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Suppression – The Sorrow Of Soul Through Flesh

suppression – the sorrow of soul through flesh


If there was one nation that exceeded all expectations with regards to stellar Metal releases in 2022, Chile takes the crown. While not an unknown country for seasoned metal fans, in recent years the sheer quality of the output has been outstanding. Last year alone we had powerful albums by bands such as Inanna, Mortify, Nar Mattaru and Rotten Tomb to name a few. However, the one that stood above all else was Suppression’s debut.

Suppression has been around since 2012, but only really been active since 2019. This came from the schism in Ripper (another fantastic Chilean band) that led to the departure of Pablo Cortes (bassist) and Daniel Poblete (guitars) and to re-ignite this project. Within the same year we were treated to their killer demo ‘Repugnant Remains’, which obviously retained some of Ripper’s thrashy DNA, but was clearly more indebted to the early works of Technical and Progressive Death Metal – a core that would carry over to this record.

“The Sorrow of Soul Through Flesh” makes for a brutal yet engaging listen. The masterminds behind the band are clearly channeling the energy of albums such The Erosion of Sanity, Unquestionable Presence, The Longing for Death among others but through a much thrashier lens. This concoction drives a record that is furious and pummeling in every sense of the word, rarely dropping the frantic tempos all the while demonstrating a great deal of technical prowess. This subgenre of Death Metal sometimes has a habit of meandering too much and producing what can only be labelled a “riff salad” – a hodgepodge of random riffs thrown in together without much coherence, but Suppression manages to avoid this at every turn. You only need to listen to the opener ‘Lifelessness’ with its skillful assortment of different riffs and time signatures, punctuated with a backdrop of wonderful drumming courtesy of Cristopher Zapata.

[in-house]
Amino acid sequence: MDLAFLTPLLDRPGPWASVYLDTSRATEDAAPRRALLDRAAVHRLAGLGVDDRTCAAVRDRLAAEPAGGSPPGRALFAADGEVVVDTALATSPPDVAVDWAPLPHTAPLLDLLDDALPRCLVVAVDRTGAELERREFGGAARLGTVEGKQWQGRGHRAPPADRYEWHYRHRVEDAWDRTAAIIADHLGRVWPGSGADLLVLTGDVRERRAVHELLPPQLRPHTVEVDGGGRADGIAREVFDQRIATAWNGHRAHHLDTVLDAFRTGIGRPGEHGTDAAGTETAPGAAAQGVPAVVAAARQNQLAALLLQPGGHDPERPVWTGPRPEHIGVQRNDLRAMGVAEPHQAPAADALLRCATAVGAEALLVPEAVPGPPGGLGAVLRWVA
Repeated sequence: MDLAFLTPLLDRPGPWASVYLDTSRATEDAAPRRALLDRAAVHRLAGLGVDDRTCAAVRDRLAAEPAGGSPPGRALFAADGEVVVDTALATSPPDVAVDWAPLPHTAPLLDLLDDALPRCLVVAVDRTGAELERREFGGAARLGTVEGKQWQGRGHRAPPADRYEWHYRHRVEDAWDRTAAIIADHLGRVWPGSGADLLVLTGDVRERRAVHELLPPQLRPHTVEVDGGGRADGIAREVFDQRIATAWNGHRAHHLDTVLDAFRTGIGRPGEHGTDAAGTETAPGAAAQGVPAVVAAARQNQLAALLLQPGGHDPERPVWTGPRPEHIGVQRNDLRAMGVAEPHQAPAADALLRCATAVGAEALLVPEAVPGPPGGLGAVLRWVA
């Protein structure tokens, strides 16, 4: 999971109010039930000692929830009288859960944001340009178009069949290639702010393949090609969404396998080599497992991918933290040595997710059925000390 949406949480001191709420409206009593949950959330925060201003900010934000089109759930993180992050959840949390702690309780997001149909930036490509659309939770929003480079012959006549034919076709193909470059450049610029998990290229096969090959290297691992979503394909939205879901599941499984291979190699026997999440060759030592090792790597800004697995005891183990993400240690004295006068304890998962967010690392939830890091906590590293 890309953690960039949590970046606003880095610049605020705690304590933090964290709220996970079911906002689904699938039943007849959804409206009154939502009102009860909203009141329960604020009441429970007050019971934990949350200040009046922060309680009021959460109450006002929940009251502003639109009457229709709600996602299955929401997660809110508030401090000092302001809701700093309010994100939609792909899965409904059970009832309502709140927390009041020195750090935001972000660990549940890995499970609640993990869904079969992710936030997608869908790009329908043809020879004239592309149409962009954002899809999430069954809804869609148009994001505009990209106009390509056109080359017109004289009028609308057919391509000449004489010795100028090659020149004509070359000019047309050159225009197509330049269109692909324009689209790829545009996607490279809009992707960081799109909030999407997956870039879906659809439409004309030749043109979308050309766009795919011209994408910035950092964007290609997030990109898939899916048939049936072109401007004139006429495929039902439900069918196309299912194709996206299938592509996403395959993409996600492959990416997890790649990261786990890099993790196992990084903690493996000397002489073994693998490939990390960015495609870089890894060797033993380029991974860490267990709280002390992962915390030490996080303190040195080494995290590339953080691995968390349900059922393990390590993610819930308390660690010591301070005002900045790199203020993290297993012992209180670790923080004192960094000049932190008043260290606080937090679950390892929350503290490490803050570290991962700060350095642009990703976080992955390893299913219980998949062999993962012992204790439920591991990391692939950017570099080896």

Any review of this album would be amiss without including what is undoubtedly the highlight of this record, the fretless bass. A lot of Death Metal bands are guilty of letting bass play second fiddle or drowning it out in production, but here it is front and centre to every piece. Pablo Cortés is an incredibly dexterous musician, driving a great part of the rhythmic section and helping evoke a dizzying atmosphere in the record. A key exhibis of said prowess can be seen in ‘Unperpetual Misery’, the way the guitarists and bassist work in tandem together to deliver a crunchy and groovy breakdown that eventually segways into a clean outro, which is one of the only moments of respite in this record. The guitar solos have a soaring nature to them (‘Misunderstanding Reality’ and ‘Overfeeding Gaps’) which mix some brief melodic moments into the pot that flow seamlessly in the mix.

With this record, Suppression have delivered everything one could wish in an album of this style. There is a clear reverence of the past, but the members know how to dissect each of the elements that made these records so mythical in the first place while at the same time adding their own unique interpretation and benefitting from the advances in recording technology to provide the listener with a modern sound that isn’t over-produced or artificial. In a year like 2022 which was stacked with so many great releases, it is not hyperbole to say Suppression were the leaders of the pack and should be getting more attention. Let’s hope that is the case.

Dark Descent Records

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